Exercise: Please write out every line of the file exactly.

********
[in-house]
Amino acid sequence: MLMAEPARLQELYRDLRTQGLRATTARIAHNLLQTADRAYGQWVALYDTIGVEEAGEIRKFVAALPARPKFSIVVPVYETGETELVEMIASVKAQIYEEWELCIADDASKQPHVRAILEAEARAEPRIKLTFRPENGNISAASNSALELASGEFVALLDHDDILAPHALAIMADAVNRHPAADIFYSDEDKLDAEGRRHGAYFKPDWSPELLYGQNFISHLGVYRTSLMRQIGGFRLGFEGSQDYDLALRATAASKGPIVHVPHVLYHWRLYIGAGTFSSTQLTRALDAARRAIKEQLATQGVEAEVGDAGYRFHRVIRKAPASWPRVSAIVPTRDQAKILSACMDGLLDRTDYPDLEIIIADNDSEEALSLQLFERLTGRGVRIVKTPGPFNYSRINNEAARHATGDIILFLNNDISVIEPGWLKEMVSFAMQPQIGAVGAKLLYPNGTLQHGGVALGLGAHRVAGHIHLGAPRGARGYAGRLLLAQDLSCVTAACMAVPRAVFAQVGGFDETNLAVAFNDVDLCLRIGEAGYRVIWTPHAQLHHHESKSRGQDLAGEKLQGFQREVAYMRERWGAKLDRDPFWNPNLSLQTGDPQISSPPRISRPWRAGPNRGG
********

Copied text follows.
[in-house]
Amino acid sequence: MLMAEPARLQELYRDLRTQGLRATTARIAHNLLQTADRAYGQWVALYDTIGVEEAGEIRKFVAALPARPKFSIVVPVYETGETELVEMIASVKAQIYEEWELCIADDASKQPHVRAILEAEARAEPRIKLTFRPENGNISAASNSALELASGEFVALLDHDDILAPHALAIMADAVNRHPAADIFYSDEDKLDAEGRRHGAYFKPDWSPELLYGQNFISHLGVYRTSLMRQIGGFRLGFEGSQDYDLALRATAASKGPIVHVPHVLYHWRLYIGAGTFSSTQLTRALDAARRAIKEQLATQGVEAEVGDAGYRFHRVIRKAPASWPRVSAIVPTRDQAKILSACMDGLLDRTDYPDLEIIIADNDSEEALSLQLFERLTGRGVRIVKTPGPFNYSRINNEAARHATGDIILFLNNDISVIEPGWLKEMVSFAMQPQIGAVGAKLLYPNGTLQHGGVALGLGAHRVAGHIHLGAPRGARGYAGRLLLAQDLSCVTAACMAVPRAVFAQVGGFDETNLAVAFNDVDLCLRIGEAGYRVIWTPHAQLHHHESKSRGQDLAGEKLQGFQREVAYMRERWGAKLDRDPFWNPNLSLQTGDPQISSPPRISRPWRAGPNRGG